Before that, in 2000, the Court of Appeals refused to accept certified questions that arose in the context of a preliminary injunction order in a First Amendment prior restraint case. The Court reasoned that hearing the case would only further delay the resolution of the constitutional rights at issue, and it wouldn’t address a state constitutional issue that the Second Circuit had certified, but the parties had never raised (see Tunick v Safir, 94 NY2d 709, 711 [2000]).

In another, the Court of Appeals declined a certified question in an ERISA case because it was not likely to recur, and the parties weren’t likely to be much help in deciding it (one was pro se, another didn’t submit a brief, and the third didn’t have an interest at stake in the question) (see Grabois v Jones, 88 NY2d 254, 255 [1996]).

In the fourth, the Court of Appeals decided against taking certified questions from the Second Circuit that were already pending on appeal before the Appellate Division, because it would upset the normal procedure for state court proceedings (see Rufino v United States, 69 NY2d 310, 311-312 [1987]).

And most relevant here, the Court of Appeals’ decision not to take up the Second Circuit’s certified question is consistent with the Court’s past treatment of certified questions in immigration cases. Because immigration is exclusively a matter for the federal courts, and not likely to arise in any state court case, the Court has been reluctant to get involved in those cases, even when they present a novel or unsettled issue of New York law. As the Court previously explained:

Additionally, this exclusive Federal matter—Immigration and Naturalization—presents a fact pattern that would most likely not arise in any State court proceeding. Indeed, the Federal courts—the unique forums to handle litigation involving the INS—are in the best position to assess and rule with respect to that Agency’s agents and activities in New York for jurisdictional purposes. Thus, the tendered issues are better left for definitive resolution by the Federal courts themselves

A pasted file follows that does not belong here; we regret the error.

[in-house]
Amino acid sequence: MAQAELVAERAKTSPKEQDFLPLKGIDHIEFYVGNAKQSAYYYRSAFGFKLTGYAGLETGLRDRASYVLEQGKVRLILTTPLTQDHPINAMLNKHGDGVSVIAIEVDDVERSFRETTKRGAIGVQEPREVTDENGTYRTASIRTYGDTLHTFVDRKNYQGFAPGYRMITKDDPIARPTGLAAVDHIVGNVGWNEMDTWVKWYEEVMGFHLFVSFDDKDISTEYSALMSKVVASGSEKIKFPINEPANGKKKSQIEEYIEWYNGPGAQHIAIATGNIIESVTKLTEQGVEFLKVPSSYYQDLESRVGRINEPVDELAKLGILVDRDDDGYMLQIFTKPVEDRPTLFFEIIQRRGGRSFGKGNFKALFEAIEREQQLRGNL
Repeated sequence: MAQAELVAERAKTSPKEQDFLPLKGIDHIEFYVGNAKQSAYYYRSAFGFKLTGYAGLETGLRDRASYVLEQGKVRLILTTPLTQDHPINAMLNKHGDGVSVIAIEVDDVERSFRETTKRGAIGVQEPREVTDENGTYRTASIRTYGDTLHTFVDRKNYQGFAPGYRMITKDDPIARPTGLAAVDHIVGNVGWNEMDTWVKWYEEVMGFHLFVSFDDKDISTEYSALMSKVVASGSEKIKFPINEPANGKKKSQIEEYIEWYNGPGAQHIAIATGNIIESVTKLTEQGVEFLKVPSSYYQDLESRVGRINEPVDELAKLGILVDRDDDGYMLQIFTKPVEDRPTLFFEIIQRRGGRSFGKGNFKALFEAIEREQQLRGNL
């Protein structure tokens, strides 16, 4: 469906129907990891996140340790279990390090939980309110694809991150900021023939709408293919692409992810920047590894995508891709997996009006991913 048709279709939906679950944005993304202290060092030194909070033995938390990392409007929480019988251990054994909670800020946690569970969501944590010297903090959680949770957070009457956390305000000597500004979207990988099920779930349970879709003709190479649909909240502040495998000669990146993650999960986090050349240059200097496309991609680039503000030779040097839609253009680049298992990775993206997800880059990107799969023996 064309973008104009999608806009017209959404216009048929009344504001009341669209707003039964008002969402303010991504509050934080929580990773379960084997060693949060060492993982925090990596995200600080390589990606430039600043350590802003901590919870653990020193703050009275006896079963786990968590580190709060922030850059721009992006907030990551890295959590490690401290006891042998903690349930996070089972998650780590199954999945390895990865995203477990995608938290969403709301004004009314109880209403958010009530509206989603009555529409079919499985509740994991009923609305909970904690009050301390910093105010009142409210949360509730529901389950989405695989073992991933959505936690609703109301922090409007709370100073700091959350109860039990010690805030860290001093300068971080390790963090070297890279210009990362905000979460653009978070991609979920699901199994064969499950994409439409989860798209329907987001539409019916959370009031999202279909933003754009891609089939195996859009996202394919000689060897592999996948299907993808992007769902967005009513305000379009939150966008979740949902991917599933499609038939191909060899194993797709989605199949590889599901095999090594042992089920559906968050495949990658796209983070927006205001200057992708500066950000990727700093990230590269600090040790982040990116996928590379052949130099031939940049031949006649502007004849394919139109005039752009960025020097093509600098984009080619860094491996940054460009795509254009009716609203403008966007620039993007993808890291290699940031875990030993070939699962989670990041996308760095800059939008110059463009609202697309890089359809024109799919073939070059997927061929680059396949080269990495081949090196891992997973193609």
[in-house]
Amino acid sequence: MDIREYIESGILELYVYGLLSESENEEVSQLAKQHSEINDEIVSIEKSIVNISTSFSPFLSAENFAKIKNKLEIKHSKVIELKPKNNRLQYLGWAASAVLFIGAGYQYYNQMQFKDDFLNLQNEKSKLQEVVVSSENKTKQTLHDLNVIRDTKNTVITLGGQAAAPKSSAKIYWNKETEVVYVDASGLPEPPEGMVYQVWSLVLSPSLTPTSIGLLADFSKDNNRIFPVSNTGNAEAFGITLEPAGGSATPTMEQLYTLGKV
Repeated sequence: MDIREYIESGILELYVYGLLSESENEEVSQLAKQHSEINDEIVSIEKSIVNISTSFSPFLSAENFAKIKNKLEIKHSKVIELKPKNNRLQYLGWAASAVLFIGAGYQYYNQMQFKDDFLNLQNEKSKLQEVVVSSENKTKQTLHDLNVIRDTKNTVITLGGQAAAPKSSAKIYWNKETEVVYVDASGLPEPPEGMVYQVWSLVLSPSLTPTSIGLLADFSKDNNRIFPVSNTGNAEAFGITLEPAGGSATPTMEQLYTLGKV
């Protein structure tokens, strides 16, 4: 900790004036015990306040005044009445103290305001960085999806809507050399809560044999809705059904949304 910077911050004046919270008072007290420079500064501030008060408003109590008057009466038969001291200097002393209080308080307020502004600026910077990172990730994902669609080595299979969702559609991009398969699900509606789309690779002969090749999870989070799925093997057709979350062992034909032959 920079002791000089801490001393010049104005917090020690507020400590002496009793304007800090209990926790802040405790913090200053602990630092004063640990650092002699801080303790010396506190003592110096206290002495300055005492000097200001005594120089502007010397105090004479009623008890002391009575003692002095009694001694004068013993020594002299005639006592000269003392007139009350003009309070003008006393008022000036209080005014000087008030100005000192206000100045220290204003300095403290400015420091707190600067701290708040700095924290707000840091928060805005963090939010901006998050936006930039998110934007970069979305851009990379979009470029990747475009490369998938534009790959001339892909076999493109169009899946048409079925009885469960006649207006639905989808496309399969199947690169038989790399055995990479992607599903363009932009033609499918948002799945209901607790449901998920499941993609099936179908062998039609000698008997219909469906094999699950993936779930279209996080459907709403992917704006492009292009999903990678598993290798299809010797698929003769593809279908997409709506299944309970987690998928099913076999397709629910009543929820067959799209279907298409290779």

(Yesil v Reno, 92 NY2d 455, 457 [1998]).

That seems to explain the Court’s decision to decline the certified question in Ferreiras Veloz. The Court has already interpreted New York’s larceny statute, and how that interpretation plays in immigration matters is a matter exclusively for the federal courts. So there was no need for the Court of Appeals to get involved.

To ensure that the Second Circuit won’t be discouraged from certifying open questions of New York law, however, the Court of Appeals has, repeatedly in the past, made sure to explain how valuable it feels certification can be:

We take this opportunity to underscore the great value in New York’s certification procedure where Federal appellate courts or high courts of other States are faced with determinative questions of New York law on which this Court has not previously spoken. Indeed, the certification procedure can provide the requesting court with timely, authoritative answers to open questions of New York law, facilitating the orderly development and fair application of the law and preventing the need for speculation. As shown by actual experience, and by this Court’s acceptance of all but a very few of the questions that have been certified to us by the Circuit Court, inter-jurisdictional certification is an effective device that can benefit Federal and State courts as well as litigants

(Tunick, 94 NY2d at 711-712).